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Old 02-07-2005, 04:04 PM   #1
jwhitene
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About to give up on linux - ATI drivers


Background:

I'm a windows system admin and web programmer with about 10 years experience.

For the last 3-4 years, I've tried installing various linux distributions with varying degrees of success. As the distributions have matured, and as I've learned more and more about linux, I've become 'hooked' on the OS, and truly want to continue working with it.

I typically have very new hardware, which, in and of itself is probably the primary reason why I've had such poor luck with linux in general. From printers, to scanners, to video cards, each distribution of linux has caused me trouble, and I eventually give up.

Specific Problem:

This go around, I choose to try Mandrake 10.1 I have the ATI Pro X800 video card, and have been trying to install the new ATI drivers for about the last 20 hours, with no success.

I've read every thread that google can find on the issues involved, and I believe I've exhausted every possible 'fix' that people have suggested. I upgraded Mandrake's xorg to 6.8.1, I ran fglrxinfo and configured my XF86Config-4 file. I copied the pertainent device information from XF86Config-4 to xorg.conf, I changed the keyboard driver from "Keyboard" to "kbd", etc..

At any rate, I finally decided to try another distribution, debian 3.0, to see if I'd have better luck using the supposedly great dependency checking abilities of "apt-get". Unfortunately, I want to install debian on a sata secondary master drive, which the debian native installer will not recognize. After some more searching, I discovered that there are multiple third party installers for debian. Long story short, I tried a couple with no success.

Specific question:

So, if you had to pick a newbie friendly Linux distribution, with the caveat that you wanted to use an ATI X800 card, which one would you choose?


After I finally get things working, I intend to install coldfusion and apache and develop web sites at home and transfer the knowledge that I gain to our production servers at work. I recently moved from a large corporate environment full of windows boxes, to a large community college that is a mix of linux, unix, and windows, and want to enhance our organizations use of linux, as well as continue to grow my own skills in what is becoming a new and successful OS.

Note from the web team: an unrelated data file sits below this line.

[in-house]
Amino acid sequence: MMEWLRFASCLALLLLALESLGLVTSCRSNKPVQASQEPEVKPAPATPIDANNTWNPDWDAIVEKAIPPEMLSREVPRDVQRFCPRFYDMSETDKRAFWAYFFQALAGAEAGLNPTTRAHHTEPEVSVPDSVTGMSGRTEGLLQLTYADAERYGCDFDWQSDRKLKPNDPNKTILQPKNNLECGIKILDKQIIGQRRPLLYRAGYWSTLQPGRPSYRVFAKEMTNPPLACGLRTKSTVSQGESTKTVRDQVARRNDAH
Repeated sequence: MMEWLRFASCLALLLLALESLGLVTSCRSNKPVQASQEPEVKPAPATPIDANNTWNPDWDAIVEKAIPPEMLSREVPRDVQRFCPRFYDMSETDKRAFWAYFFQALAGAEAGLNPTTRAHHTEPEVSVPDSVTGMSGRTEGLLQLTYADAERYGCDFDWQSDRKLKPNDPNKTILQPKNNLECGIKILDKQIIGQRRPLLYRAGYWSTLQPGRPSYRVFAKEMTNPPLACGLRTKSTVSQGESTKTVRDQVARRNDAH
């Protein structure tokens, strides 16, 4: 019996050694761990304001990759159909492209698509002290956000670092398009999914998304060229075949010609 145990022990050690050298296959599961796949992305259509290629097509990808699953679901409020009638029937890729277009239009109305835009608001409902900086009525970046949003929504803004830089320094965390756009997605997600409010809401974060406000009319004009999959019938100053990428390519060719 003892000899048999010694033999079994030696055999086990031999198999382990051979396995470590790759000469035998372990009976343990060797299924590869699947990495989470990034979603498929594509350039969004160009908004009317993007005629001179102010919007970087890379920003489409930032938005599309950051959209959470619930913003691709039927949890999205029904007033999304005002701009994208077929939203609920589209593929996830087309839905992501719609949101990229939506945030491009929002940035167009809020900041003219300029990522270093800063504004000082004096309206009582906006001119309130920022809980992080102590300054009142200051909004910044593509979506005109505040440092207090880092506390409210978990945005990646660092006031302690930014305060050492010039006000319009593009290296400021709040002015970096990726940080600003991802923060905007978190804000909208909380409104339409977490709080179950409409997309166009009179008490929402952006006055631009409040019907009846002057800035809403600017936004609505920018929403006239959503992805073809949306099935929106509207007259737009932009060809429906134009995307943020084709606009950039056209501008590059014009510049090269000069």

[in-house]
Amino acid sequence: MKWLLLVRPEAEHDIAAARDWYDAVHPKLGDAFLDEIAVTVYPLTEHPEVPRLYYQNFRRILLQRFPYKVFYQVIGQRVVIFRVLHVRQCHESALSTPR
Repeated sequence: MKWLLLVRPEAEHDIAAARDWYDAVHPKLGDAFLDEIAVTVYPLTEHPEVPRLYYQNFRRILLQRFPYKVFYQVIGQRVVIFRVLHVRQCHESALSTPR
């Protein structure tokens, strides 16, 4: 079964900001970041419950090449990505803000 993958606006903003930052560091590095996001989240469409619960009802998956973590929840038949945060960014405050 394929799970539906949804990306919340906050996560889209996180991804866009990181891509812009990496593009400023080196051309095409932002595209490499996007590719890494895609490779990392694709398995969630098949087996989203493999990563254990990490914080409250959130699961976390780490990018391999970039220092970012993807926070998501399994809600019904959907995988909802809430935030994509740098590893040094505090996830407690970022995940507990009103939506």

thanks,

Jason Whitener
 
Old 02-07-2005, 05:05 PM   #2
bigjohn
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Previously, to get away from the hassle, I always used to get "boxed set" discs from mandrake, because mandrakes easy, newbie friendly and had the nvidia drivers pre compiled/configured.

You'd have to check out the mandrake site, but I think that I'm right in saying that the "boxed set" disc's also have the ATI drivers ready to go as well!

Better still, dump the ATI and for linux stick to Nvidia, their linux support seem vastly superior (IMO)!

maybe that helps a little?

regards

John
 
Old 02-07-2005, 05:13 PM   #3
Padma
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Personally, I have never had a problem with the open source drivers. But then, I don't play any heavy-duty 3D games or anything, either.

And on my older, Radeon9000Pro128 card, I get better FPS in glxgears than I do with the proprietary driver!
 
Old 02-07-2005, 05:21 PM   #4
amosf
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I don't try and run Mac OS on PC hardware. Similarly I don't bother trying to run ATI on linux

ATI drivers aren't great. I have no problems with Nvidia...
 
Old 02-07-2005, 08:35 PM   #5
vectordrake
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You beat me to the punch. I have to second the ati sucks statement. The card in this machine is the last one I'm gonna fight with. I wanted to support ATI as its a Canadian company, but, I have to go with the companies that support me. My next card will be an NVidia too.

I know that's not much help for you, though.
 
Old 02-08-2005, 04:24 AM   #6
heema
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i have a ati 9600 pro and it worked gr8 with mandrake

NOTE : u must choose the option
Do you want to use the external AGP GART module (y/n)? [n] y

i used this link to set it up

http://www.linuxquestions.org/questi...ht=radeon+9600

Last edited by heema; 02-08-2005 at 04:25 AM.
 
Old 02-09-2005, 06:33 PM   #7
jwhitene
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Yes. Thats probably one of the most difficult parts of this. I had my ati 9700 pro working flawlessly with Mandrake 10.0. I upgraded to a X800 card, and everything broke. Thats what started me down the path of new installations, upgrading xorg, etc..
 
Old 02-09-2005, 06:45 PM   #8
IsaacKuo
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First off--xorg doesn't use XF86Config. IIRC, it uses xorg.conf and completely ignores any XF86Config file.

Second, since your just going to use the system for web development, why worry about hardware acceleration support? If the Ati drivers are giving you problems, just change the driver in xorg.conf (or XF86Config) to "vesa" instead of "ati" or "radeon".

The vesa driver is pretty generic, but it's not completely devoid of hardware features. It's pretty good with hardware overlay for video playback, for instance.

So...my caveat would have nothing at all to do with the distribution, and everything to do with some tips on configuring the XF86Config (or xorg.conf, or XF86Config-4).
 
Old 02-14-2005, 04:30 AM   #9
jwhitene
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IsaacKuo, thanks.

However, I do want to have some fun in the desktop. Like maybe play a game from time to time.

Regardless, I do do some graphics work, as well as work with videos from time to time. So the better my graphics, the easier that will be.